Dear Abby • I am a 47-year-old woman, married to the love of my life for seven years. Three years ago, my husband’s cousin and her mother told him they didn’t like me and didn’t want me around. I only found out about it two years ago.
I feel humiliated, and it’s uncomfortable for me to be around any of them now. I don’t get invited most of the time, and that’s OK with my husband. I want him to address and resolve it, but he hasn’t and won’t. In addition, we have had some major marital issues. Please kindly advise. — Cast Aside in Texas
Dear Cast Aside • You say you and your husband have had major marital issues. Did the two of you receive counseling to resolve them, or were they, too, swept under the rug? I think some sessions with a licensed marriage and family counselor might be helpful.
I am not saying your husband should fight your battles for you, but ignoring this problem is not helping your marriage. He has to find the courage to tell these relatives that if they have a problem with you, they should address it with you. If he doesn’t, you should approach them directly.
He should have told his aunt and his cousin the two of you are a team three years ago. If he doesn’t have enough starch in his spine to do that, it will eventually destroy your marriage.
Dear Abby • My boyfriend, “Marcus,” and I recently adopted an adorable rescue puppy, “Daisy.” She was supposed to be mostly my boyfriend’s dog because I work a demanding full-time job, and I have a cat that lives with us. Marcus has always been a dog person, but I enjoy them, too.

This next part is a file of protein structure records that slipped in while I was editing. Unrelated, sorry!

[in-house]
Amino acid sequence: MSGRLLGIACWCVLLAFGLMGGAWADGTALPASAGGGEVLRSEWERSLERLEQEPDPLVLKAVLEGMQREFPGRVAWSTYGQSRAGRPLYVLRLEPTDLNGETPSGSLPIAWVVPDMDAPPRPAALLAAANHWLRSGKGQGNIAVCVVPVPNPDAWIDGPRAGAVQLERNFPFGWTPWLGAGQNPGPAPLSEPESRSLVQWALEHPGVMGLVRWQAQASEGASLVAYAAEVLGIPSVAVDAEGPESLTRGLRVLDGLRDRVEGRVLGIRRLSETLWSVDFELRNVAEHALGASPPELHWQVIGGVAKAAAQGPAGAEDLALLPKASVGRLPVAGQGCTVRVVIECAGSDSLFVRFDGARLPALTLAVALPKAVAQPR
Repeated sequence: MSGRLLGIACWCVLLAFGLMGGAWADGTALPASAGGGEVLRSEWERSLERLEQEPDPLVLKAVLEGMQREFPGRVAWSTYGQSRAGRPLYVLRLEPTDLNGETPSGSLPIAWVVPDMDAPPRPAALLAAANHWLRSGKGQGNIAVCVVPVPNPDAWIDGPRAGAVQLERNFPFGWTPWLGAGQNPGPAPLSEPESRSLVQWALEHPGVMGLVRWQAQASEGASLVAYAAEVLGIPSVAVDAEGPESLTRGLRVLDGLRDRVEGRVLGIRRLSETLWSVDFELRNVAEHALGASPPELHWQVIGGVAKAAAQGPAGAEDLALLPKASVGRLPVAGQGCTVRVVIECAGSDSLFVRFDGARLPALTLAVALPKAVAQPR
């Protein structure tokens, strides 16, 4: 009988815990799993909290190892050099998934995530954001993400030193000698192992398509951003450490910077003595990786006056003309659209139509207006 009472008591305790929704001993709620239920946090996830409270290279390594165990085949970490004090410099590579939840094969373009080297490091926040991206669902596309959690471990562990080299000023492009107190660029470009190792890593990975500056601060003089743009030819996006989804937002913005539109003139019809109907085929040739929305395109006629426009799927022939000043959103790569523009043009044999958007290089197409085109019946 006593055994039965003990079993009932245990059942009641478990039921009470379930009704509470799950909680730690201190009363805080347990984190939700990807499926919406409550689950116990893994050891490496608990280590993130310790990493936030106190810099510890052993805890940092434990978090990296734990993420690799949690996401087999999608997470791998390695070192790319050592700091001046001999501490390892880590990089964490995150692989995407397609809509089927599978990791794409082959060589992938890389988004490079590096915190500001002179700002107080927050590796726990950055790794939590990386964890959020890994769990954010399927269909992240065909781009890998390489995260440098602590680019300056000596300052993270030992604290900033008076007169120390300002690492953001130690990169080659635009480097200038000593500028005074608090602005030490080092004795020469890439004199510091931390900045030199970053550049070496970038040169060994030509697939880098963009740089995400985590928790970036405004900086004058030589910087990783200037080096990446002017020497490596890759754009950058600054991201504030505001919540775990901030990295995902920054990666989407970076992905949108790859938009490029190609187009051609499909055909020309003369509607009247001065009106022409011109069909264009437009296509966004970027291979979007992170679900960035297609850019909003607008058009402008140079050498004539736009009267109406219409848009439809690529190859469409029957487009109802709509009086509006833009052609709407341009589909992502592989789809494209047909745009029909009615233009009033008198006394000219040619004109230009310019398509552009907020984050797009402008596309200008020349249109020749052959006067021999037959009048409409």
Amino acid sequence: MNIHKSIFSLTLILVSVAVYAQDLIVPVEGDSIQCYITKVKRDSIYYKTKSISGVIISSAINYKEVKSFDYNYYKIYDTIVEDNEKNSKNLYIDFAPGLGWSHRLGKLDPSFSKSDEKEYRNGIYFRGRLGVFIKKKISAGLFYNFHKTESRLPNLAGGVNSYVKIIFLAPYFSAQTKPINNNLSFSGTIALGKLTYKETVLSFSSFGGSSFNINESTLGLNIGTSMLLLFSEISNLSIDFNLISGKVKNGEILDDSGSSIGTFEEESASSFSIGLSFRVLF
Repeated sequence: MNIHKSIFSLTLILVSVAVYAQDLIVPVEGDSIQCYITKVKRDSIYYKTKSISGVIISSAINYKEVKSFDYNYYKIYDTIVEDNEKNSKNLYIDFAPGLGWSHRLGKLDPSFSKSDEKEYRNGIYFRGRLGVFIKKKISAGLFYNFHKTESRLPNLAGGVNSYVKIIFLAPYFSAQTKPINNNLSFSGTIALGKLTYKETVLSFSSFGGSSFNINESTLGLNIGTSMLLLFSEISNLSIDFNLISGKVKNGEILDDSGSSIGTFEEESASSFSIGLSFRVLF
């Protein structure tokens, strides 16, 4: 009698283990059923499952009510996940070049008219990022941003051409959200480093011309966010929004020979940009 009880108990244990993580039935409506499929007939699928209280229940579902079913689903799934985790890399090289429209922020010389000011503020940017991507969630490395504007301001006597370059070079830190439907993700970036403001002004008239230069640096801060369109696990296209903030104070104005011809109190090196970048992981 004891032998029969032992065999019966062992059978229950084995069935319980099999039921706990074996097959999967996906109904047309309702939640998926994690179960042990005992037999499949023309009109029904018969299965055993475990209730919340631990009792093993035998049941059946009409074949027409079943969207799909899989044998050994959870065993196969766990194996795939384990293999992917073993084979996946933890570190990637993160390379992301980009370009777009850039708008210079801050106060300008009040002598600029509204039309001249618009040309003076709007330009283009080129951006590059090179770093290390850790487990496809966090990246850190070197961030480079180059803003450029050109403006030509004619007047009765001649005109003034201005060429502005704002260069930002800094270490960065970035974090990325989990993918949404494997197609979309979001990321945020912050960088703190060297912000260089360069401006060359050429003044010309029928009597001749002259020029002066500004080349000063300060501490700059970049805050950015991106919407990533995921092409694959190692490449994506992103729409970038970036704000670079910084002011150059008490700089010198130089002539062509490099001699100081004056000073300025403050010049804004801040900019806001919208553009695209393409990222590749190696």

The problem is, Daisy has taken a liking to me. When I’m home, she follows me everywhere. I suspect, due to her behavior, that she may have been mistreated by men previously, but nonetheless, Marcus is extremely hurt. He won’t take her outside if I’m home, and he doesn’t try to play with her or train her. Every time she rejects him in any way, he takes it personally.
We signed Daisy up for a puppy training class. He participated for about five minutes before giving up and handing me the leash during the first lesson. How do I get my boyfriend to stop taking our puppy’s behavior so personally? — Pet Problem in Washington
Dear Problem • It has been my experience that dogs respond more positively to the person who regularly feeds, exercises and plays with them and shows them affection, than to a partner who remains passive. The more Marcus withdraws from Daisy, the more pronounced her attachment to you will become. Urge him to discuss this with the dog trainer, so perhaps the situation can be put right.
Caveat: If this is the way your boyfriend reacts to perceived rejection, I’d think twice about starting a family with him if I were you.
Chuckle for the Day • “My grandmother started walking five miles a day when she was 60 years old. She’s 97 now, and we don’t know where the hell she is.” — Ellen DeGeneres
Dear Abby is written by Abigail Van Buren, also known as Jeanne Phillips, and was founded by her mother, Pauline Phillips. Contact Dear Abby at DearAbby.com or P.O. Box 69440, Los Angeles, CA 90069.